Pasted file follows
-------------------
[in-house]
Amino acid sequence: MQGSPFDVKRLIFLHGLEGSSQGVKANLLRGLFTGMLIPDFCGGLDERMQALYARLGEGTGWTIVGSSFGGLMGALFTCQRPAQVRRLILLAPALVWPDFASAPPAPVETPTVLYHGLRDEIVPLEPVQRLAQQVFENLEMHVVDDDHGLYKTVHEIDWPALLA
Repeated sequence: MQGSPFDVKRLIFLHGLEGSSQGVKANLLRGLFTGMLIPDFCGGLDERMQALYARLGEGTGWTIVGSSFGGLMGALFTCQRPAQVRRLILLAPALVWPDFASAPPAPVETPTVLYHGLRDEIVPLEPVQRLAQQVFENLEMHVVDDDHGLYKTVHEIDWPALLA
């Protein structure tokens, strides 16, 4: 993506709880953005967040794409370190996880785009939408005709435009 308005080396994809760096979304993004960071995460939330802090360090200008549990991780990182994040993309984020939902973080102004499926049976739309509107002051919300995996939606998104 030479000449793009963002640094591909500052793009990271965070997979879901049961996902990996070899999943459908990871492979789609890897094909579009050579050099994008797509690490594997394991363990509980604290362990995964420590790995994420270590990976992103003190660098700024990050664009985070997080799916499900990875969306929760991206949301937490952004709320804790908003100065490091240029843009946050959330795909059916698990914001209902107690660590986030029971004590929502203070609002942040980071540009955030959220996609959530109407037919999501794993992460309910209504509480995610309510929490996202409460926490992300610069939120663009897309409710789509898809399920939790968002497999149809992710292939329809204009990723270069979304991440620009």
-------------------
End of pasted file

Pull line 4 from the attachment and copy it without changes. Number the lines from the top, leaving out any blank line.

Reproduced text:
């Protein structure tokens, strides 16, 4: 993506709880953005967040794409370190996880785009939408005709435009 308005080396994809760096979304993004960071995460939330802090360090200008549990991780990182994040993309984020939902973080102004499926049976739309509107002051919300995996939606998104 030479000449793009963002640094591909500052793009990271965070997979879901049961996902990996070899999943459908990871492979789609890897094909579009050579050099994008797509690490594997394991363990509980604290362990995964420590790995994420270590990976992103003190660098700024990050664009985070997080799916499900990875969306929760991206949301937490952004709320804790908003100065490091240029843009946050959330795909059916698990914001209902107690660590986030029971004590929502203070609002942040980071540009955030959220996609959530109407037919999501794993992460309910209504509480995610309510929490996202409460926490992300610069939120663009897309409710789509898809399920939790968002497999149809992710292939329809204009990723270069979304991440620009």